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November 9th, 2010

Social Networking should work for you

I attended a really interesting panel at Capclave a few weeks ago about the presence writers should have on the internet - how much is too much, etc. And it got me thinking a bit about a few things that weren't mentioned on the panel. This flowed on from a discussion about what is appropriate and what is not and where the line should be about how much personal information is too much. Someone said something like, "you should never publish anything on the internet that you wouldn't want to read as he headlines on the Washington Post." Personally, my livejournal has evolved over time from being an excruciatingly no holds barred kind of personal diary to something a lot less so. As time passed and my number of readers increased, ironically partly because of this honesty, it felt less and less appropriate to talk about deeply personal things so openly. Now I struggle with walking the line between writing a personal blog without it being *so* personal.

Over the last few years we've seen the rise of social networking sites like Flickr, Twitter, Facebook and so on. And I've been watching how people use these with great interest. I think like most new things, we all dive in and pick it up and shake it a little to see how it works and like most things, realise at some point that we've gone too far and pull back. We've all heard the stories about people who have been fired from jobs after posting inappropriate material on their Facebook pages like photos of them blind drunk or status updates of fun having whilst they've called in sick to work. And we've all rolled our eyes at that and thought how stupid.

But something I've been watching with interest is the balancing of social networking sites as personal and as "business" networks, where "business" is for publishing and may not be the writer/editor/publisher's full time, employed profession. There is a great danger in using accounts as both personal outlets directed at family, friends and peer support as well as the point of professional contact.

We all know now the importance of having an online presence in the publishing world these days. It's important to have a place where people can come find you, get in contact with you, touch base and do a bit of research on you (what have you written/published etc). But I think it's also quite easy to forget about the people who follow you, friend you and quietly read you without reminding you through comments and feedback. And there is a lot of danger in thinking your audience is only the people who are interacting with you online.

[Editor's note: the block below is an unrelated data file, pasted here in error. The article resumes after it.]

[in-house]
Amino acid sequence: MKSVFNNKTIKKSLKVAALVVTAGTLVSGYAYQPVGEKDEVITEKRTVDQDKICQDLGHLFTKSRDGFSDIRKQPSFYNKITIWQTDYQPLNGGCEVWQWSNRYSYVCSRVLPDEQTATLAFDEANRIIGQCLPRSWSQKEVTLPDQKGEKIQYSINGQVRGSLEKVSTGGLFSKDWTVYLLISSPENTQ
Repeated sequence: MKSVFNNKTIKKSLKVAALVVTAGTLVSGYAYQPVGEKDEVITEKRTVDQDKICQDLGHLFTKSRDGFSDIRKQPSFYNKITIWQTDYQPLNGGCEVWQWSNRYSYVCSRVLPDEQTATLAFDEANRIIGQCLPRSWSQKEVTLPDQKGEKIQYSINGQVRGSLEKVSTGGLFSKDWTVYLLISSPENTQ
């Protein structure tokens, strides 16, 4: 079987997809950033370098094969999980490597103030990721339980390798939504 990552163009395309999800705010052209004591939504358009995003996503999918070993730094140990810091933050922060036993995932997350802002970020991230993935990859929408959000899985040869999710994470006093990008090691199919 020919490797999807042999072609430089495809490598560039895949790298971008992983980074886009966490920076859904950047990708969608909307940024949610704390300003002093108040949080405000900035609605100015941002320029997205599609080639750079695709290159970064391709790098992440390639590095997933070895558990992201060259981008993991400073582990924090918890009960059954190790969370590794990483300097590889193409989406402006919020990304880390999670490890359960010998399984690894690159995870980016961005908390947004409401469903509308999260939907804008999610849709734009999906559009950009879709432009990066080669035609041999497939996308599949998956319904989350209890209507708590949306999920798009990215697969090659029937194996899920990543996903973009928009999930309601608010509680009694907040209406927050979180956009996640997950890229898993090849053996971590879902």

Over the last year there have been more than a few instances for me of reading material posted, blogged, status updated or tweeted that have turned me off wanting or being likely to work with particular writers again. I'm an editor and I want to work with brilliantly talented writers writing work I really believe in. But I'm also a publisher and I want to make sure that the writers we publish are going to not only promote and protect our branding and reputation but more importantly, not tarnish or damage it. And it's now interesting that the way writers behave online is factored into editorial decisions.

I remember being made to feel very stupid by a writer for having bought and published their work. I personally thought the story in question was very well written and I know how much work went into the production of it and also that it was overlooked for awards and in reviews. That sadly is just how it rolls. But the way this writer spoke about the story and bragged about how it was whipped up overnight and that the writer was surprised that the editor bought it considering x, y and z, made me question why I had bought the story too. Not because I thought it wasn't a great story but because I didn't think I or the book or the press deserved to be mocked that way in public. That was the very first moment for me that changed the way I make purchasing decisions. The way a writer is going to promote, or detract, the finished work became a much higher element of the decision process.

A couple of other instances relate to the rejection process. Rejecting work is not something I enjoy and it's not something I do for fun or flippantly. I greatly value it when writers go to the trouble of writing a specific work for me or who take the time to submit work for consideration. And I know how personal the process of showing new work to someone outside is. But now, with the advent of the social network, as an editor you can watch the whole process of sending the rejection, knowing about when the person gets home to read the email and how they react via what they tweet or update their Facebook account with. And I wonder sometimes if writers genuinely forget that the editor in question is one of their "friends" on the network or if they don't forget and the remark is intended and pointed. Either way, it's read and felt too. Just like the rejection.

So for me, I think all this has made me try and be more careful and more aloof from the social networking. I certainly try to be more mindful of the vast array of readers of my various accounts.